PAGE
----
I love supporting local businesses as they help the economy. I recently came across this cute restaurant in my area owned by a local family that served up amazing ramen and comfort Asian food. This treasure was called Kurobuta and located in Carrollton, Texas. You can tell that you have arrived at the restaurant by the Japanese style awning if you have never been here before.
I was recently looking for a sweet treat that was familiar yet unusual enough to impress family and friends. I also wanted to do something a little unusual than the standard American dessert. I was flipping through all of my saved recipes to come across a little gem called Purin. Purin is a Japanese custard pudding with caramel. It is not dissimilar from Japanese Milk Pudding, but slightly different. So with a plan in place, I used the Purin Recipe from Contemplating Sweets. Want to know how it went?
There is one treat that I haven’t come across in the United States as often as I did in Japan. What is it? It is called Milk Pudding. In Japan, this can be found in any connivence store on any street. In the United States, you have to scour the shelves of the local asian market and pray that they have it. If you aren’t familiar with milk pudding, you are missing out on a delicacy.
With lockdown in place, new cookbooks are out of reach. However, new recipes are not. I found was scrolling through Pinterest when I came across a new Japanese recipe, Enoki Beef Rolls.
Enoki Beef Rolls is thinly wrapped marinated beef that is around Enoki mushrooms. I served this dish with Vegetable Stir-Fry and Jasmine Rice for a twist on the usual weeknight dinner I make. I used the recipe for Enoki Beef Rolls by Wander Cooks, which you can find here.
This fictional show takes place deep in the heart of modern Tokyo. The diner is located off a quiet road from the hustle of city goers heading home with a traditional look on the inside and outside. Here in this little diner made up of a counter bar with stools along the edges. The owner runs the restaurant by making anything his customers ask as long as he has the ingredients. His colorful customers have a variety of dishes that they ask for, and each a different reason why they do it.
Tucked away behind a donut shop and insurance company is a nondescript strip mall. When you step out of your car, you can see the odd blinds covering the windows along with the crinkled poster listing when the are open. Past the unfinished wood door is supposedly one of the top 50 restaurants in Dallas called Mr. Max, but nothing on the outside would lead you to believe it. However, I promise you that with a leap of faith you will find a little piece of Japan that will transport miles away from the Texas heat.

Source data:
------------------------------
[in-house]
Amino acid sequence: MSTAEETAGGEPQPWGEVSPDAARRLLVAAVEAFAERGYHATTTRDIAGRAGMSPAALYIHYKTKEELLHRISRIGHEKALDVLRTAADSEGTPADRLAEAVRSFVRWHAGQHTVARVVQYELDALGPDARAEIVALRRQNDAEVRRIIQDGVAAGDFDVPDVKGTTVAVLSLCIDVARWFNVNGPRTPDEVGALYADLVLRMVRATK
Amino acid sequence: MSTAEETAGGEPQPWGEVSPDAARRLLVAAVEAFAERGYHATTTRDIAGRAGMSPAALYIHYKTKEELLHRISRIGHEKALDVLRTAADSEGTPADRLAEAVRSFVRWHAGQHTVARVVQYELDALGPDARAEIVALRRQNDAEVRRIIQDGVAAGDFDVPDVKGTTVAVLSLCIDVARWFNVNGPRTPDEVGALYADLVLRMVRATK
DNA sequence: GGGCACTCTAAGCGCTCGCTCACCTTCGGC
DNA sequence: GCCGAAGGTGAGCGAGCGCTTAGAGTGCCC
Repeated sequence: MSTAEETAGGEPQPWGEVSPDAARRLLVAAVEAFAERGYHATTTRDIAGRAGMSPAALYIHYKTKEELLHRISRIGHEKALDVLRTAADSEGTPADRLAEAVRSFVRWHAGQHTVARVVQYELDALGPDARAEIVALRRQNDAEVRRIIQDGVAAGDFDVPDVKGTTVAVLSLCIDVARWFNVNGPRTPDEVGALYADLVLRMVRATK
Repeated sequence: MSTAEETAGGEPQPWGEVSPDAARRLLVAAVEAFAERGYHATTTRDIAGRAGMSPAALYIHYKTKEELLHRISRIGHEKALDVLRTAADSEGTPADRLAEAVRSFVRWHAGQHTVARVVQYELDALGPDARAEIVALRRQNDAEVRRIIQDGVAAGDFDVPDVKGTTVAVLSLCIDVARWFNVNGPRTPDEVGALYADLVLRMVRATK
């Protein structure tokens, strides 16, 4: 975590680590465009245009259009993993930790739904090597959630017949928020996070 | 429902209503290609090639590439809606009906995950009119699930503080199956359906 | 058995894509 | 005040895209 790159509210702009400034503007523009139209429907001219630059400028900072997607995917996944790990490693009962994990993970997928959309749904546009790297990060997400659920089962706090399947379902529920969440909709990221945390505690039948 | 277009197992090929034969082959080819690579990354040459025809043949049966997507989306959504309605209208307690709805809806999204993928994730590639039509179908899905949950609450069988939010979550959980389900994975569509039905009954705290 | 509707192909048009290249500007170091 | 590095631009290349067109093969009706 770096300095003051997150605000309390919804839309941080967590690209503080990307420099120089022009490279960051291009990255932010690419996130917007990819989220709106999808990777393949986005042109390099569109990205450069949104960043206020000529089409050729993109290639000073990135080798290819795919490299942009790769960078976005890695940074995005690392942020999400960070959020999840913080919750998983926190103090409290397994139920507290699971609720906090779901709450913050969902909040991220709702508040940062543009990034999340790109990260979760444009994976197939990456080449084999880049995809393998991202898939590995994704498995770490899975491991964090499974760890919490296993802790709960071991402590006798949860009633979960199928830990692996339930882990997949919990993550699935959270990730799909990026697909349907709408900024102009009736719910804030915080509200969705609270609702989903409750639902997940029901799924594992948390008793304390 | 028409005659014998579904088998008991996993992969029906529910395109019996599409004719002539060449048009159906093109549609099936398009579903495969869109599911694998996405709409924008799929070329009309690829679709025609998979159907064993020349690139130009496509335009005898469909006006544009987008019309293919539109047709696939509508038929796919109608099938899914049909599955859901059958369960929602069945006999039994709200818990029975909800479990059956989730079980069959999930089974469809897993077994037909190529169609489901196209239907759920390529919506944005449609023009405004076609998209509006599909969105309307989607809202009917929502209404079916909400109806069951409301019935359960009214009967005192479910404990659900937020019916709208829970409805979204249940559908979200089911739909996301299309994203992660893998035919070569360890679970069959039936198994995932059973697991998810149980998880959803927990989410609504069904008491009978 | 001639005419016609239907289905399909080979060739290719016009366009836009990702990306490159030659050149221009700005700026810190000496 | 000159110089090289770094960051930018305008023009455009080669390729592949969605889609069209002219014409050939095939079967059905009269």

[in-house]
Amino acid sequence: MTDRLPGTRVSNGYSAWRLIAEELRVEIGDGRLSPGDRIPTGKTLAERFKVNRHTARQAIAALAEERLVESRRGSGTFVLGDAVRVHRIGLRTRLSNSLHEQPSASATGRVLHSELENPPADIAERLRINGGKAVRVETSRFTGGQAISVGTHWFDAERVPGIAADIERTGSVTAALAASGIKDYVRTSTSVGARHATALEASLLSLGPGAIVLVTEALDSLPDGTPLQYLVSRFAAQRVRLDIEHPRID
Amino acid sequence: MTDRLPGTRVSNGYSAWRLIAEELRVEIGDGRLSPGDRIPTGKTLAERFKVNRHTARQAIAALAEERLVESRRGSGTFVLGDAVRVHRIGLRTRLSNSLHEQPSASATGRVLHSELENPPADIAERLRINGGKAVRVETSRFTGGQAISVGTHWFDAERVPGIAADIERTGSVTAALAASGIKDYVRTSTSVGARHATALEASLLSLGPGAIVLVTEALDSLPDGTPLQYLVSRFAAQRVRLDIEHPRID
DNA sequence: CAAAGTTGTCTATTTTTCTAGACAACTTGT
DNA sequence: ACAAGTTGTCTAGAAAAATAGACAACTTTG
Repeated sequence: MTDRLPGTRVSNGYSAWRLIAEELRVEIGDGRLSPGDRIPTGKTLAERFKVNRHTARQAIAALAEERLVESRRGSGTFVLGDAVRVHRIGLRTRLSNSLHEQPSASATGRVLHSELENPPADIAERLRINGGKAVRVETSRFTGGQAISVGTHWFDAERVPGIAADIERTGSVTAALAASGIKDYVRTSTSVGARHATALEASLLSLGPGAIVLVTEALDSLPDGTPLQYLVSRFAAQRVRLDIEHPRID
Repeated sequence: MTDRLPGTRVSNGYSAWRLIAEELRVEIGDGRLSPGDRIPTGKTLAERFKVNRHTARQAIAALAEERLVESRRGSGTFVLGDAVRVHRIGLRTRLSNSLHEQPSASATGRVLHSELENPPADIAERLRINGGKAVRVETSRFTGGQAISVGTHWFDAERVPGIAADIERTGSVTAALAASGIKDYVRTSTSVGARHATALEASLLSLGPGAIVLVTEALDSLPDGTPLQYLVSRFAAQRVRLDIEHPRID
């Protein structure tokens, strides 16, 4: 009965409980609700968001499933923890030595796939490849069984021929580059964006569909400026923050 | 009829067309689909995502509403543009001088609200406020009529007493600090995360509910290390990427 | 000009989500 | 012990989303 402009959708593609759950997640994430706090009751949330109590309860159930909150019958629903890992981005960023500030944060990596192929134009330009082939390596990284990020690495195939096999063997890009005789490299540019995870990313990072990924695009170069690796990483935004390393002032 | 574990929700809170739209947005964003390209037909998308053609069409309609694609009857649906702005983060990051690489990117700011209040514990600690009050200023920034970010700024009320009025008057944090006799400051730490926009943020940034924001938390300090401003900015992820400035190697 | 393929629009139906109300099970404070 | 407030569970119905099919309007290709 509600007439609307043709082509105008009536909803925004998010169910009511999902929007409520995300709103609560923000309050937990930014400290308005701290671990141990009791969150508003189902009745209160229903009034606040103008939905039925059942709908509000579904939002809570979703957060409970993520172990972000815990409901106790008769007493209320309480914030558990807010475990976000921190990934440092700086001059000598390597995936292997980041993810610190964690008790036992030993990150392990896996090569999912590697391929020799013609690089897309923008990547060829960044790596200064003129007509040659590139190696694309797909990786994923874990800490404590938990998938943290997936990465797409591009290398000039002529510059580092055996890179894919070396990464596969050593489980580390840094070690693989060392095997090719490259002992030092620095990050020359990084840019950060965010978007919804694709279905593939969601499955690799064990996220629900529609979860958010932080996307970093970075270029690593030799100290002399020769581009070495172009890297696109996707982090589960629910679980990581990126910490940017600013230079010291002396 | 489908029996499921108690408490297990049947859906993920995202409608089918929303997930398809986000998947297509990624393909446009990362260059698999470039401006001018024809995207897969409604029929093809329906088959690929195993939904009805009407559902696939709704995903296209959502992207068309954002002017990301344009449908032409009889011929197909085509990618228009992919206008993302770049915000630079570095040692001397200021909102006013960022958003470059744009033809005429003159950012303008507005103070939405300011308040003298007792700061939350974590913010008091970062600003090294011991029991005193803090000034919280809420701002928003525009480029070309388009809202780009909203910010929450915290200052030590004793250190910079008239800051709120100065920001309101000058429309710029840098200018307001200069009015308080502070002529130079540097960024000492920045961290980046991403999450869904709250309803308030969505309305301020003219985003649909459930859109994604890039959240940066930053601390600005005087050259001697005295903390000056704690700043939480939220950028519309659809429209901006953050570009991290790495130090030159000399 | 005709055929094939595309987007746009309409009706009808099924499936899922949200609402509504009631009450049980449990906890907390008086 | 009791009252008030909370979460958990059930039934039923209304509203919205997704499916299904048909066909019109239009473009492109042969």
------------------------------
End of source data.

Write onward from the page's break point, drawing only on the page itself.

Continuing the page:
Opening the door, you are greeted by the smiling hostess while shuffling to the side of the tiny hallway so guest can pass you. Peek around the bend to see, tatami tables full of guests speaking a variety of languages, and a long bar in front of the kitchen where you can watch the kitchen bustle out orders. The walls are covered in vintage Japanese poster along with Japanese Kanji listing the offering for the menu with tiny English handwriting underneath for those who do not read Kanji. Find the little figurines throughout the place that give the restaurant a homey feel. Just on appearance alone, I was beyond excited. This bar looked like it came off the streets of Tokyo but it was actually in Irving, Texas. I was convinced I entered my Japanese happy place.
From manga to a Netflix TV series, the story of a Japanese salaryman who chases down sweet treats across Japan while playing hooky from his work is brought to life. Any sweets maniac will crave the sweets featured in this program, because of the vivid descriptions and photography.
Ramen truly is emperor in Japan and with more ramen shops appearing here in America soon ramen could be emperor here.